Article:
“For twenty years the tower stood abandoned and became derelict despite being a Grade II* listed building on Historic England’s register. From 1989, with funding raised through the Friends of Hornsey Church Tower, repairs have been carried out, including extensive exterior stonework repairs in 2005–6 made possible by a Heritage Lottery Fund grant and Section 106 money granted by Haringey Council. As part of the 2005-6 works the vestry on the ground floor of the tower was converted by the Parish Church into a chapel of rest where regular services can be held”.

More information on the history of the Tower is available on the Historic England website via this link: https://historicengland.org.uk/listing/the-list/list-entry/1189047


Churchyards were essential adjuncts of medieval parish churches. Hornsey churchyard was in use as a burial ground for hundreds of years, from the 13th century and probably earlier, up to its closure in the late 19th century. It served the parish of Hornsey, which until the 19th century was a large rural area extending south to Stoke Newington and west to Highgate. By 1840 it was necessary to extend the churchyard, and an area to the south of the central east-west path was added. Until the end of the 19th century church and churchyard remained surrounded by fields, and there were only a few houses along the High Street. The main paths that run through the churchyard are ancient rights of way that connected with routes in existence before the neighbouring streets were built up. The garden on the site of the old church was laid out in 1950 as the Borough of Hornsey’s Second World War Garden of Remembrance and until 2009 the annual Service of Remembrance was held here.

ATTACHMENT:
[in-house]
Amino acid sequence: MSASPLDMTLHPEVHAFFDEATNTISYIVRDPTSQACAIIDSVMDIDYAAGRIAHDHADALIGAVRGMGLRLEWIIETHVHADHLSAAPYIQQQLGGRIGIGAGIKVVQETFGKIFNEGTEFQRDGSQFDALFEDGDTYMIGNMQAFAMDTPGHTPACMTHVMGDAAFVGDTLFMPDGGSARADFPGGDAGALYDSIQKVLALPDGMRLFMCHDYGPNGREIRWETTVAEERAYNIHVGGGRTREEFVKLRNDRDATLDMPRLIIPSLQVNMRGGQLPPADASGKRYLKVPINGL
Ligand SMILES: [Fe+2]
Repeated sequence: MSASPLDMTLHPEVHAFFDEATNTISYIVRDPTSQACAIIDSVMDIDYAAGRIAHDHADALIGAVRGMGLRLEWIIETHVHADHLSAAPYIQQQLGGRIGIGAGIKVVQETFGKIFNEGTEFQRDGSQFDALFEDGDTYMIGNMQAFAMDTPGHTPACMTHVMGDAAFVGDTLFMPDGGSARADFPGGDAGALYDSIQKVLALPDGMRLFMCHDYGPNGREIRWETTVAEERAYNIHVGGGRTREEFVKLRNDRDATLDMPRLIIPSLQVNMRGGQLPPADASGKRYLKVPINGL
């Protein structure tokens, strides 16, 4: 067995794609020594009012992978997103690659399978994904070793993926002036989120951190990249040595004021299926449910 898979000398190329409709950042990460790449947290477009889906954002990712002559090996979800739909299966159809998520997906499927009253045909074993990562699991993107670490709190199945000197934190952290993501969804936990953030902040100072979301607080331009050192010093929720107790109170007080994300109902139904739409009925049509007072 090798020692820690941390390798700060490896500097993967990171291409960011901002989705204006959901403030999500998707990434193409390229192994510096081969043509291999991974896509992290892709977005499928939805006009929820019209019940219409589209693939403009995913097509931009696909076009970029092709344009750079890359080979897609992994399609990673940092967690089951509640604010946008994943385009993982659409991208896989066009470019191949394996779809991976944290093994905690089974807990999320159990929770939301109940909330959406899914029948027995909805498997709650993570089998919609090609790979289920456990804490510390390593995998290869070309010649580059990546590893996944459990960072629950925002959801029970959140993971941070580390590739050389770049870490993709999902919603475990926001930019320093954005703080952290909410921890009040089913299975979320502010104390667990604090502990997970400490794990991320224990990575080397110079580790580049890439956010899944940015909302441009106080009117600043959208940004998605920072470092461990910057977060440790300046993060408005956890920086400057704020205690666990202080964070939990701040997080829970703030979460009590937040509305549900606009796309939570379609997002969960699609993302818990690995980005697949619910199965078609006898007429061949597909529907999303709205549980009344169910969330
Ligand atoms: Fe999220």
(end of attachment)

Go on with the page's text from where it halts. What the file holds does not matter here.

Both tower and churchyard remain in the ownership of the incumbent Rector of Hornsey. Ultimate responsibility for the tower remains with the church, with the Friends acting in the role of agent. The London Borough of Haringey has taken some responsibilities for maintenance of churchyard and Garden of Remembrance, together with the active involvement of the Friends.

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